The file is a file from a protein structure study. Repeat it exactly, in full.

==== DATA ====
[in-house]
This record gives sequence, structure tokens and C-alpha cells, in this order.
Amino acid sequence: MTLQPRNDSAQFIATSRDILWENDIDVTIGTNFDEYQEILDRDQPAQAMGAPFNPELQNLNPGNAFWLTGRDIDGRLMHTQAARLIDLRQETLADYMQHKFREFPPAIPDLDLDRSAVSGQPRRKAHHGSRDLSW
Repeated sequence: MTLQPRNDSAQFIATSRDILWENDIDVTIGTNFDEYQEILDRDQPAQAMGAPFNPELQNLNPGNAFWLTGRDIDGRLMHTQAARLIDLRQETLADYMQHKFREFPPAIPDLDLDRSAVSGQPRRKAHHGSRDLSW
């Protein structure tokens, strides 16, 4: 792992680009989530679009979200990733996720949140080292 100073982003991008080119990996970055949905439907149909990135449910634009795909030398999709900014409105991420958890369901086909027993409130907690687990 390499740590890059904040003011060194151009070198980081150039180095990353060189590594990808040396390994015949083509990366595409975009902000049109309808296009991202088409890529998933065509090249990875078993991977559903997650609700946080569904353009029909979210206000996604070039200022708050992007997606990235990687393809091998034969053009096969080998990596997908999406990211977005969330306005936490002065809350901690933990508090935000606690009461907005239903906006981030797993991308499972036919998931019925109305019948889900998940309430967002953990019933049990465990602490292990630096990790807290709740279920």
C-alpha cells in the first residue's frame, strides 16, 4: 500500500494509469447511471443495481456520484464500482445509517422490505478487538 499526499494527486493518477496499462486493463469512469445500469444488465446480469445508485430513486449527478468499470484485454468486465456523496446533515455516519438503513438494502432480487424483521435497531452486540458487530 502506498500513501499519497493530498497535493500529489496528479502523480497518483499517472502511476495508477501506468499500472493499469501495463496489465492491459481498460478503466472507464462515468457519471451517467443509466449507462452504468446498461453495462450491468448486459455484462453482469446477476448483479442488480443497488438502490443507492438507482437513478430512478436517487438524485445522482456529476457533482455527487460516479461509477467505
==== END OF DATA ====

[in-house]
This record gives sequence, structure tokens and C-alpha cells, in this order.
Amino acid sequence: MTLQPRNDSAQFIATSRDILWENDIDVTIGTNFDEYQEILDRDQPAQAMGAPFNPELQNLNPGNAFWLTGRDIDGRLMHTQAARLIDLRQETLADYMQHKFREFPPAIPDLDLDRSAVSGQPRRKAHHGSRDLSW
Repeated sequence: MTLQPRNDSAQFIATSRDILWENDIDVTIGTNFDEYQEILDRDQPAQAMGAPFNPELQNLNPGNAFWLTGRDIDGRLMHTQAARLIDLRQETLADYMQHKFREFPPAIPDLDLDRSAVSGQPRRKAHHGSRDLSW
């Protein structure tokens, strides 16, 4: 792992680009989530679009979200990733996720949140080292 100073982003991008080119990996970055949905439907149909990135449910634009795909030398999709900014409105991420958890369901086909027993409130907690687990 390499740590890059904040003011060194151009070198980081150039180095990353060189590594990808040396390994015949083509990366595409975009902000049109309808296009991202088409890529998933065509090249990875078993991977559903997650609700946080569904353009029909979210206000996604070039200022708050992007997606990235990687393809091998034969053009096969080998990596997908999406990211977005969330306005936490002065809350901690933990508090935000606690009461907005239903906006981030797993991308499972036919998931019925109305019948889900998940309430967002953990019933049990465990602490292990630096990790807290709740279920």
C-alpha cells in the first residue's frame, strides 16, 4: 500500500494509469447511471443495481456520484464500482445509517422490505478487538 499526499494527486493518477496499462486493463469512469445500469444488465446480469445508485430513486449527478468499470484485454468486465456523496446533515455516519438503513438494502432480487424483521435497531452486540458487530 502506498500513501499519497493530498497535493500529489496528479502523480497518483499517472502511476495508477501506468499500472493499469501495463496489465492491459481498460478503466472507464462515468457519471451517467443509466449507462452504468446498461453495462450491468448486459455484462453482469446477476448483479442488480443497488438502490443507492438507482437513478430512478436517487438524485445522482456529476457533482455527487460516479461509477467505